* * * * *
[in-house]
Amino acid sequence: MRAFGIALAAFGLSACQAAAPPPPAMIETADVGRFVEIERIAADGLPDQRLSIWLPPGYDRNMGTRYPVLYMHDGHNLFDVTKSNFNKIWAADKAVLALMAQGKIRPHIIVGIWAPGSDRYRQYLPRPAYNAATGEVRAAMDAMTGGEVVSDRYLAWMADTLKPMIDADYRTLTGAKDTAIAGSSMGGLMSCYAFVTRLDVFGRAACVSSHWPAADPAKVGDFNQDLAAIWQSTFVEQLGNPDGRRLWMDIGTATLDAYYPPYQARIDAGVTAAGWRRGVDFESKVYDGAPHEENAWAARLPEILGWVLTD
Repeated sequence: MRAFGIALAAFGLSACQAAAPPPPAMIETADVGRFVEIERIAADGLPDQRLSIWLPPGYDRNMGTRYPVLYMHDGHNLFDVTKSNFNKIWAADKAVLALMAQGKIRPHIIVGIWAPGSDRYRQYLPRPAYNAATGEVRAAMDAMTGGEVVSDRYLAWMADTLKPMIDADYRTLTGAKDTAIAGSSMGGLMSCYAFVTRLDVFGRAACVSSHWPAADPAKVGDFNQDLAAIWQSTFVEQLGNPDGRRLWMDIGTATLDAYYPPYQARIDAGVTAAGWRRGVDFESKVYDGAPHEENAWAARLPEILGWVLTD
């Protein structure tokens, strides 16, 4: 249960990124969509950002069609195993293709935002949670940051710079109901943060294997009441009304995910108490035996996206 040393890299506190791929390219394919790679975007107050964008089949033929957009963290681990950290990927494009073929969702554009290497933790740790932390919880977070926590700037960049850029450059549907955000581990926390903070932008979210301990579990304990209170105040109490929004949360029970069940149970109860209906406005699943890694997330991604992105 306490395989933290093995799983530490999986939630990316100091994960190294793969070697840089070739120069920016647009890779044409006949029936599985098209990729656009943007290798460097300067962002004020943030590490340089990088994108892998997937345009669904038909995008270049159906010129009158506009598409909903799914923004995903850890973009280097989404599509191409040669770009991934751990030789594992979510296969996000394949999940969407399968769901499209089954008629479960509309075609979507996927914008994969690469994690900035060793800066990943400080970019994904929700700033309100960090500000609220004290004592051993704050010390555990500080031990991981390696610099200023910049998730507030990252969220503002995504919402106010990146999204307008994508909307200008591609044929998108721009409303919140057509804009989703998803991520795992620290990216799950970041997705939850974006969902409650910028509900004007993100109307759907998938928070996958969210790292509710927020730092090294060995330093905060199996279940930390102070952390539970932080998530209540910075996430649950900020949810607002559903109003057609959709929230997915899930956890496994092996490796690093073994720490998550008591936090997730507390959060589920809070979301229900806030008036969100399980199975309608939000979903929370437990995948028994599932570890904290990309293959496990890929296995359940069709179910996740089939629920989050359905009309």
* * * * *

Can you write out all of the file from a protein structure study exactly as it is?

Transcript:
[in-house]
Amino acid sequence: MRAFGIALAAFGLSACQAAAPPPPAMIETADVGRFVEIERIAADGLPDQRLSIWLPPGYDRNMGTRYPVLYMHDGHNLFDVTKSNFNKIWAADKAVLALMAQGKIRPHIIVGIWAPGSDRYRQYLPRPAYNAATGEVRAAMDAMTGGEVVSDRYLAWMADTLKPMIDADYRTLTGAKDTAIAGSSMGGLMSCYAFVTRLDVFGRAACVSSHWPAADPAKVGDFNQDLAAIWQSTFVEQLGNPDGRRLWMDIGTATLDAYYPPYQARIDAGVTAAGWRRGVDFESKVYDGAPHEENAWAARLPEILGWVLTD
Repeated sequence: MRAFGIALAAFGLSACQAAAPPPPAMIETADVGRFVEIERIAADGLPDQRLSIWLPPGYDRNMGTRYPVLYMHDGHNLFDVTKSNFNKIWAADKAVLALMAQGKIRPHIIVGIWAPGSDRYRQYLPRPAYNAATGEVRAAMDAMTGGEVVSDRYLAWMADTLKPMIDADYRTLTGAKDTAIAGSSMGGLMSCYAFVTRLDVFGRAACVSSHWPAADPAKVGDFNQDLAAIWQSTFVEQLGNPDGRRLWMDIGTATLDAYYPPYQARIDAGVTAAGWRRGVDFESKVYDGAPHEENAWAARLPEILGWVLTD
């Protein structure tokens, strides 16, 4: 249960990124969509950002069609195993293709935002949670940051710079109901943060294997009441009304995910108490035996996206 040393890299506190791929390219394919790679975007107050964008089949033929957009963290681990950290990927494009073929969702554009290497933790740790932390919880977070926590700037960049850029450059549907955000581990926390903070932008979210301990579990304990209170105040109490929004949360029970069940149970109860209906406005699943890694997330991604992105 306490395989933290093995799983530490999986939630990316100091994960190294793969070697840089070739120069920016647009890779044409006949029936599985098209990729656009943007290798460097300067962002004020943030590490340089990088994108892998997937345009669904038909995008270049159906010129009158506009598409909903799914923004995903850890973009280097989404599509191409040669770009991934751990030789594992979510296969996000394949999940969407399968769901499209089954008629479960509309075609979507996927914008994969690469994690900035060793800066990943400080970019994904929700700033309100960090500000609220004290004592051993704050010390555990500080031990991981390696610099200023910049998730507030990252969220503002995504919402106010990146999204307008994508909307200008591609044929998108721009409303919140057509804009989703998803991520795992620290990216799950970041997705939850974006969902409650910028509900004007993100109307759907998938928070996958969210790292509710927020730092090294060995330093905060199996279940930390102070952390539970932080998530209540910075996430649950900020949810607002559903109003057609959709929230997915899930956890496994092996490796690093073994720490998550008591936090997730507390959060589920809070979301229900806030008036969100399980199975309608939000979903929370437990995948028994599932570890904290990309293959496990890929296995359940069709179910996740089939629920989050359905009309």